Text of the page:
EGYPT/PAKISTAN: A vote for sanity in Egypt — a lesson for Pakistan 

The act of solidarity by Egyptian Muslims towards Egyptian Copts is a glowing example for countries and communities around the world. And it must be particularly noted that Pakistan could be one of the main beneficiaries of this attitude.

As Egyptian Copts prepared to attend mass at churches across the country, thousands of Muslims, including relatives of the Egyptian President, Hosni Mubarak, acted as human shields to protect the celebrating, and terrified Copts, from the terrorist attacks by extremists. The Muslims chanted the slogan: “We either live together, or we die together.” The concept was inspired by the Egyptian artist and marathon runner, Mohamed El-Sawy.

The Copts are native Egyptian Christians, a major ethnic and religious group in Egypt. They constitute the largest Christian community in the Middle East

In the midst of sectarian violence the world over and the assassination and threats of assassination to anyone in Pakistan that strays from the demands of the fundamentalists, sanity has prevailed in Egypt. Following a devastating terrorist bombing at a Coptic church in Egypt which killed 21 people and injured 79 others religious tensions rose in the country. The bombing was carried out with the intention of causing rifts and rioting between the Egyptian community and the various religious groups that inhabit that land. There were indeed, riots as the Copts stormed the streets and vandalized a Mosque. It was an act of violence and it was exactly what the fundamentalists wanted. Then, on the event of the Coptic Christmas Eve sanity prevailed.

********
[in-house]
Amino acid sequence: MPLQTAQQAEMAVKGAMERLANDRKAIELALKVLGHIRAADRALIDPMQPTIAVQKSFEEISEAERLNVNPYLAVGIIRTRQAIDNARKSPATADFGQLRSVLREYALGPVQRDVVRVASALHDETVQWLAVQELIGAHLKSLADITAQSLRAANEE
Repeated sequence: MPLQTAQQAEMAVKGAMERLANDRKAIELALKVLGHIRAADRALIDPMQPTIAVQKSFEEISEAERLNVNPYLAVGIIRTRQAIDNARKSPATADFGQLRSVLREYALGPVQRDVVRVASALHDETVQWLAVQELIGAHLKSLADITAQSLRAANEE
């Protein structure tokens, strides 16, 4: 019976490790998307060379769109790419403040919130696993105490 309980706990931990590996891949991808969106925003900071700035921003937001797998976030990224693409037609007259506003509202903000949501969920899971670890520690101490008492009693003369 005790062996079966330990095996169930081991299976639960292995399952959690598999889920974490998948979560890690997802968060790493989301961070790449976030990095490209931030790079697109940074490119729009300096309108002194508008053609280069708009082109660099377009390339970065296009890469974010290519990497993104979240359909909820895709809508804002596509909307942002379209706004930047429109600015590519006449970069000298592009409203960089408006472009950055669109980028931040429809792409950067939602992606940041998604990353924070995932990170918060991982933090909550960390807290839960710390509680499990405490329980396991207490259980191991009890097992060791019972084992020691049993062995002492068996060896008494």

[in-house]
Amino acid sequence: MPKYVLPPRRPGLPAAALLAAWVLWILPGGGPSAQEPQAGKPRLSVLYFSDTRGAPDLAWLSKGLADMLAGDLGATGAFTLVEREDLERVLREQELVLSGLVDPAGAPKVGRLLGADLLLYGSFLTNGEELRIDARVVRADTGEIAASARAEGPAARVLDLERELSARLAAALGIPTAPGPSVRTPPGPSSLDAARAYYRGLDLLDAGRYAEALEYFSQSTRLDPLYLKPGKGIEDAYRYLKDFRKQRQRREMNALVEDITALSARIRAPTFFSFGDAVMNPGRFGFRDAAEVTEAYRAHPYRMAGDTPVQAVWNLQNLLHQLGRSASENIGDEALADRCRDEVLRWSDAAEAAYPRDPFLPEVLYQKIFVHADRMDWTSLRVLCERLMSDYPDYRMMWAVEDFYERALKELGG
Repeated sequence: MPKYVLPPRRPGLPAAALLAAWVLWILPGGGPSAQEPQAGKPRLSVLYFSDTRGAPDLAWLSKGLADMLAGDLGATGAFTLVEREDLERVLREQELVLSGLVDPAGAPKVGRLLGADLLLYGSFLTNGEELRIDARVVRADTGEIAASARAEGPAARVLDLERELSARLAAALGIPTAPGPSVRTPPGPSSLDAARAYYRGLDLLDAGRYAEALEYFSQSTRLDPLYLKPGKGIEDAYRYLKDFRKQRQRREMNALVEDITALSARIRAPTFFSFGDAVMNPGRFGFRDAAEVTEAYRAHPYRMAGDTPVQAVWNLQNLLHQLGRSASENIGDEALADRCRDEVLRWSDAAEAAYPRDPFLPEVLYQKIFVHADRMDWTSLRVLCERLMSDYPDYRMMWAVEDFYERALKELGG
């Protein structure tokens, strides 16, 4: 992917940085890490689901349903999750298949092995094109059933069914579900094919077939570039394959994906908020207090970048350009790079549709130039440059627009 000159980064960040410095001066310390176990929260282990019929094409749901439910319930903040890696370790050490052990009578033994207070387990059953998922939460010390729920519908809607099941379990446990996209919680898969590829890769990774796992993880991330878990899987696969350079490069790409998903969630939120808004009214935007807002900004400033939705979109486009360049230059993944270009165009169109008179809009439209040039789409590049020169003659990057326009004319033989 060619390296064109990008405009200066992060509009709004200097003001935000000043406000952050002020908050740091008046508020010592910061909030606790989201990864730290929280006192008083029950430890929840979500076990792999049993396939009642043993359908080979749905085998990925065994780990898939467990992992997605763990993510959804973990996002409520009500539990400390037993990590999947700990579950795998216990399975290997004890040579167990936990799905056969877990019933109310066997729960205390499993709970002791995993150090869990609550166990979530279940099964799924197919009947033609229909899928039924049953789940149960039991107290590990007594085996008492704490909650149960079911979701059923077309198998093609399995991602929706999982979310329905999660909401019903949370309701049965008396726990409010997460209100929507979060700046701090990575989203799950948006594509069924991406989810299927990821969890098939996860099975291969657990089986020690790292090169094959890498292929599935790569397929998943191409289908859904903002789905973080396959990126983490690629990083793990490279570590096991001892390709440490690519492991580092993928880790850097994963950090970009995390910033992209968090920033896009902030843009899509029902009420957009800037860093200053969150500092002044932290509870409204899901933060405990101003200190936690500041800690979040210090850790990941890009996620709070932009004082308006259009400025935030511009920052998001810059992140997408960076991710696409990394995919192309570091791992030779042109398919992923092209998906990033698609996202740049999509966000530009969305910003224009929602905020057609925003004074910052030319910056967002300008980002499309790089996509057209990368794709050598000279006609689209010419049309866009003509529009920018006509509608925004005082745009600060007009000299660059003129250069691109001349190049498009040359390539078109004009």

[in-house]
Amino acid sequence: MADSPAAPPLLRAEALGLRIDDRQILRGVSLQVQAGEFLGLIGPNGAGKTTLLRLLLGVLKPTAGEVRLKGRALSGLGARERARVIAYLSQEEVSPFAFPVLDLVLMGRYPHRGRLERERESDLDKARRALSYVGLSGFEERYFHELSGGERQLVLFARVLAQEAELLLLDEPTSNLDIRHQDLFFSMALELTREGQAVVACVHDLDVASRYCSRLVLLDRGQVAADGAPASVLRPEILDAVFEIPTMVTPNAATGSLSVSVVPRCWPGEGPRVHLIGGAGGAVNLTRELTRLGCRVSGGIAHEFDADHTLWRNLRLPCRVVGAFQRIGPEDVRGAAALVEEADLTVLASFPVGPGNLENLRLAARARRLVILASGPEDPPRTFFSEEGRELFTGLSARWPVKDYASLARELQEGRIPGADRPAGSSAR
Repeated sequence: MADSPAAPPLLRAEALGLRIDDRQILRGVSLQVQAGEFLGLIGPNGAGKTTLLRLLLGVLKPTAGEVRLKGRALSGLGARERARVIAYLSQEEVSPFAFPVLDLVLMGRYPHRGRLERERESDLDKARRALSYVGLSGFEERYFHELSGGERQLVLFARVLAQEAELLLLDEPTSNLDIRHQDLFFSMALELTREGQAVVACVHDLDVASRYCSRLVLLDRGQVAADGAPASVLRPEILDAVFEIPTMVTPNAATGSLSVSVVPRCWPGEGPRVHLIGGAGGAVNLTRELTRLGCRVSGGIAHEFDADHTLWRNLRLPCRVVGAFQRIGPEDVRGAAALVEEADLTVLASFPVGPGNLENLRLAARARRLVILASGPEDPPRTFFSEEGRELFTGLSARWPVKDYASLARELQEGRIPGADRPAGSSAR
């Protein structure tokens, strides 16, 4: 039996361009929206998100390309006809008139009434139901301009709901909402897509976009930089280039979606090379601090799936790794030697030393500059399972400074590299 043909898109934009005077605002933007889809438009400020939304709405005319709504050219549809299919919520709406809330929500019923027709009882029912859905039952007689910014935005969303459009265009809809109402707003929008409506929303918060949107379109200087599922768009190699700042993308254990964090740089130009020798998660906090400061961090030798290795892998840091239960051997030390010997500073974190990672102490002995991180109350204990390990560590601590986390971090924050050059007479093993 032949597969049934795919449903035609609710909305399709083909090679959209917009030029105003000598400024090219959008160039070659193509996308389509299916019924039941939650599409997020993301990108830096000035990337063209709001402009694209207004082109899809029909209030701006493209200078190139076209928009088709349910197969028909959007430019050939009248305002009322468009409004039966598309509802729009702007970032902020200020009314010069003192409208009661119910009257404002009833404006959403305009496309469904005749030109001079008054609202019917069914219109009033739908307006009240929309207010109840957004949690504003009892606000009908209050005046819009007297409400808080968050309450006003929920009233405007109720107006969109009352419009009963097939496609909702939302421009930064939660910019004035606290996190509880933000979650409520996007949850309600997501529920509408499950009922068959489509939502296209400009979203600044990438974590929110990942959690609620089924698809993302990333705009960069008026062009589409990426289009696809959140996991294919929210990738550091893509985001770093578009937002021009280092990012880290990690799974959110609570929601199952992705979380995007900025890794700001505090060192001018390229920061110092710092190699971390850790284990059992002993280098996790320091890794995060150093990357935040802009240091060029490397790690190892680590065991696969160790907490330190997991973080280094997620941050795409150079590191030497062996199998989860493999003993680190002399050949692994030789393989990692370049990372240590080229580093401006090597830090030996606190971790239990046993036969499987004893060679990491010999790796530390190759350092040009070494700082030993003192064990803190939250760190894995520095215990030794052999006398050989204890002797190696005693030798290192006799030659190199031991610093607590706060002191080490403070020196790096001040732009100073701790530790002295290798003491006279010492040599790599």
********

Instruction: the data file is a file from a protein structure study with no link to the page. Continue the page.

Following the assassination of the Provincial governor, Salman Taseer, rallies have been held in Karachi in which the speakers, fundamentalists and extremists, called for the death of anyone acting in support of amendments to the country’s blasphemy laws. Salman Taseer’s assassin Mumtaz Quadri, is being feted as a national hero and speakers declared that if the government of Pakistan proceeded with his prosecution “Thousands of ‘Quadris’ would emerge from their houses and avenge him”.

Pakistanis across the land must take note of the selfless actions of the Egyptian Muslims and emulate their bravery. It is time for the liberals and moderates to stand up to the extremist fundamentalists and say: “This is not what Islam is all about. Islam is a religion of peace!”

And furthermore, the government of Pakistan, the ministers and the law makers must also rise up in support of the people and prove that they are well and truly in charge of the country. Anyone fermenting religious hatred and openly advocating violence against those opposing the fundamentalists must be charged under the relevant sections in the Pakistan Penal Code. It is against the law to incite people to violence and to threaten them if they refuse to comply. This is not a new law that has just come into being; it is an established ruling which the officials of the police and government ministers are conveniently turning a blind eye to in the guise of political expediency.